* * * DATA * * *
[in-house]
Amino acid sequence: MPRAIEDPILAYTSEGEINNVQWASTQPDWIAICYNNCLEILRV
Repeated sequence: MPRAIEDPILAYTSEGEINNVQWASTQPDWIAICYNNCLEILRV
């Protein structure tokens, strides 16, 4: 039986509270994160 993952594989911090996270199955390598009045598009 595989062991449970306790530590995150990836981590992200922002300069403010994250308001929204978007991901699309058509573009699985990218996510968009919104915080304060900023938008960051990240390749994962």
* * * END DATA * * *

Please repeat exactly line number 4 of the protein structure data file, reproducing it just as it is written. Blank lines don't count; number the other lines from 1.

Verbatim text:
């Protein structure tokens, strides 16, 4: 039986509270994160 993952594989911090996270199955390598009045598009 595989062991449970306790530590995150990836981590992200922002300069403010994250308001929204978007991901699309058509573009699985990218996510968009919104915080304060900023938008960051990240390749994962």